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An In-Depth Guide To Chemical Engineering Drawings | BFD, PFD & P&ID

The terms flow sheet and flow diagrams are often used in engineering and design applications. But this is not an accurate way to describe process drawings. This post will give you a glimpse into the types of process drawings.

There are three types of process diagrams in a chemical engineering context:

  1. BFD – Block Flow Diagrams.
  2. PFD – Process Flow Diagrams.
  3. P&ID – Piping and Instrumentation Diagrams.

In brief a BFD represents an entire process in a single sheet, where as in a PFD you can find more detailed information like plant operating conditions and process flow. It uses symbols to represent the equipment. P&IDs provide detailed information when compared the other two drawings. They use standard nomenclature, symbols, and tag numbers to fully describe the process.

These drawings are very useful as they convey the right amount of process information as needed during various stages of bidding, engineering design, procurement, construction, operating & decommissioning phases of a process.

BFD-Block Flow Diagram

A BFD has the ability to represent the complete process on a little more than a single sheet. It contains mainly text enclosed by boxes, interconnecting lines with flow arrows. In some BFDs mass flow rates may be mentioned so as to describe the material balance over the entire plant.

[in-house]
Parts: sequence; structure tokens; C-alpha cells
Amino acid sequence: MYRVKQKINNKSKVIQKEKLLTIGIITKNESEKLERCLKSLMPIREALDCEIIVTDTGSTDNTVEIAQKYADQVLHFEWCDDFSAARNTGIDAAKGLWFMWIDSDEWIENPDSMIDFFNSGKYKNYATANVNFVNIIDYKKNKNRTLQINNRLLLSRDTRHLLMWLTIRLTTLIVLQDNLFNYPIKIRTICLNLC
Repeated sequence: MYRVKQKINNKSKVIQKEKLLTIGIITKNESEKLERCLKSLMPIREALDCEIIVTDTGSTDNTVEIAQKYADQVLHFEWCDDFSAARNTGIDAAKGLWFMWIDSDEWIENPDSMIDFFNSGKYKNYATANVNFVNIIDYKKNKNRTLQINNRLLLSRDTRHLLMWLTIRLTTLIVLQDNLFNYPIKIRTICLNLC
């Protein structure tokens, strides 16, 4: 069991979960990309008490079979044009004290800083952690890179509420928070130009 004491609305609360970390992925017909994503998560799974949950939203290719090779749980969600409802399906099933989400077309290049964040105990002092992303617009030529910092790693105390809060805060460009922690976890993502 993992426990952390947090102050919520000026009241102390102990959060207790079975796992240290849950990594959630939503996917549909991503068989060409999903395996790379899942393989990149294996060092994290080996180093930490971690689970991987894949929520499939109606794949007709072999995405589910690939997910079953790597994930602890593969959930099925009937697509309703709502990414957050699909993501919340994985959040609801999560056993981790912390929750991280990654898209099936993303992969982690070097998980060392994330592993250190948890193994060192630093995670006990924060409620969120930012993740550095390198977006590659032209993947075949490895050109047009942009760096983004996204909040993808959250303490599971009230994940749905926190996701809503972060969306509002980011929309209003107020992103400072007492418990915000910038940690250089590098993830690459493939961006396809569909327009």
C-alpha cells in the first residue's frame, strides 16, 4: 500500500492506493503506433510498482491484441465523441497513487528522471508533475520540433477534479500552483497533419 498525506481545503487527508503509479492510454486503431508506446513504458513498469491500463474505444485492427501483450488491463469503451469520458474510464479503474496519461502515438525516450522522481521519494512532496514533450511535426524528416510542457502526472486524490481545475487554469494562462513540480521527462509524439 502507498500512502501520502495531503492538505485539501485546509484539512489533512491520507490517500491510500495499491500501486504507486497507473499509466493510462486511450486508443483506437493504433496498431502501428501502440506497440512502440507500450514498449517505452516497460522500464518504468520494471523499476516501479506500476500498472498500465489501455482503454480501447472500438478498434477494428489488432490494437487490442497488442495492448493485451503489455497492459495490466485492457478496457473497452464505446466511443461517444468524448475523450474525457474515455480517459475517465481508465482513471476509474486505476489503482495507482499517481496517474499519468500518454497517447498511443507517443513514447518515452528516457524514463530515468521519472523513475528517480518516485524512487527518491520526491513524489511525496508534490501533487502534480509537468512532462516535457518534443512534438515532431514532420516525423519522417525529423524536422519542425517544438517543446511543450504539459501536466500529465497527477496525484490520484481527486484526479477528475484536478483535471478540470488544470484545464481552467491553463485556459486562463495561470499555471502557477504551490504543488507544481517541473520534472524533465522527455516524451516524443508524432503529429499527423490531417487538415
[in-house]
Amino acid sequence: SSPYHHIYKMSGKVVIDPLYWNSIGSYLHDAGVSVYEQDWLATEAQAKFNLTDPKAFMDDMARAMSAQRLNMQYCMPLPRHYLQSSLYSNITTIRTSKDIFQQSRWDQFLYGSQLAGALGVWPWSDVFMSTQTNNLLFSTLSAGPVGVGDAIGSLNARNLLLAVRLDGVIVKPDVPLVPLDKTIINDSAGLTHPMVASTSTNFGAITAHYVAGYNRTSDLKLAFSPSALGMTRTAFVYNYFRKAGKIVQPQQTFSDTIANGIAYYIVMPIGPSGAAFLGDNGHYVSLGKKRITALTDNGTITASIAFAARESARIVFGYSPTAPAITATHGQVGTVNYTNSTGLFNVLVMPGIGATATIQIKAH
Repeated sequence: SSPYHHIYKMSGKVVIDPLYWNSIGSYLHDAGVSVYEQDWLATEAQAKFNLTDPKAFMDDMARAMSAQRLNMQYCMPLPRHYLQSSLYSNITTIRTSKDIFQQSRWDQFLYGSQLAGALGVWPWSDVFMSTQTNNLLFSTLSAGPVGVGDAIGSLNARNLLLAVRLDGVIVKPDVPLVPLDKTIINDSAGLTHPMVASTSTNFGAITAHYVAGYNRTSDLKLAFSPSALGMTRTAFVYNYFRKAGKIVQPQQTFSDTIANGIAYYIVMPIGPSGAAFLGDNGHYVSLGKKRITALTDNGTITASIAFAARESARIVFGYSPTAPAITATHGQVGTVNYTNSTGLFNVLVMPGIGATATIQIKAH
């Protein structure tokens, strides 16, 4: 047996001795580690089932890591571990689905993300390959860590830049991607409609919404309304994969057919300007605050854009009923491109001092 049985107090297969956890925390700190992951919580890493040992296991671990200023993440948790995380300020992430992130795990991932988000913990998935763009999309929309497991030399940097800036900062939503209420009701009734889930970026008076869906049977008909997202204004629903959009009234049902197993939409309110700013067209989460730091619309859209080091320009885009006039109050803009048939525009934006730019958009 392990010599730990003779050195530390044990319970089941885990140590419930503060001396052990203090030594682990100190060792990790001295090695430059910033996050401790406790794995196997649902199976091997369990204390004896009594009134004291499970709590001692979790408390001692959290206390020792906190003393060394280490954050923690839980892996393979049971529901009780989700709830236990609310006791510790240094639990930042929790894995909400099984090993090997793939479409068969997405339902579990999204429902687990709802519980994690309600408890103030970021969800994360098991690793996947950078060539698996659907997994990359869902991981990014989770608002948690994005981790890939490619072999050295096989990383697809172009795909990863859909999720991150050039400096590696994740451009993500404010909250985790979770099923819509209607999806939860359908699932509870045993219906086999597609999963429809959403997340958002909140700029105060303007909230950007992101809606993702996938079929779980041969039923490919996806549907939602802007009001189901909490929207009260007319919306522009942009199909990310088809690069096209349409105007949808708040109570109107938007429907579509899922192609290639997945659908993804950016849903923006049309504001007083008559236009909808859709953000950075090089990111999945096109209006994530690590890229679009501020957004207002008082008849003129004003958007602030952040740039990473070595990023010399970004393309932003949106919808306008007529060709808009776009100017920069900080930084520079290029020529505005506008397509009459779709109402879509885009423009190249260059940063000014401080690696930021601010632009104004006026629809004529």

PFD-Process Flow Diagram

PFDs contain more information than the block flow diagrams from which they are derived. They show more details regarding major equipment, subsystems and the flow of product between them. A typical PFD contains equipment symbols connected by process lines where temperature and pressure information are shown on the line itself. You can easily refer the properties of a particular stream through stream number. For designing a P&ID, equipment layout PFD is mandatory.

P&ID-Piping and Instrumentation Diagram

P&IDs carry a lot of information to define the process. Derived from PFDs it is the best way of accurately documenting the operation of a process. P&IDs takes the conceptual aspects of a PFD and expand them by adding

  1. Detailed symbols.
  2. Detailed equipment information.
  3. Equipment order and process sequence.
  4. Process and utility piping.
  5. Process flow direction.
  6. Major and minor bypass lines.
  7. Line numbers, Pipe spec, Pipe size.
  8. Isolation and shut off valves.
  9. Instrumentation controls.
  10. Types of process component connections.

A P&ID can be best understood with the help of a legend sheet given by the P&ID developer. Legend sheets contain information regarding the nomenclature, tag philosophy, symbols etc.

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Written by Harris Khan

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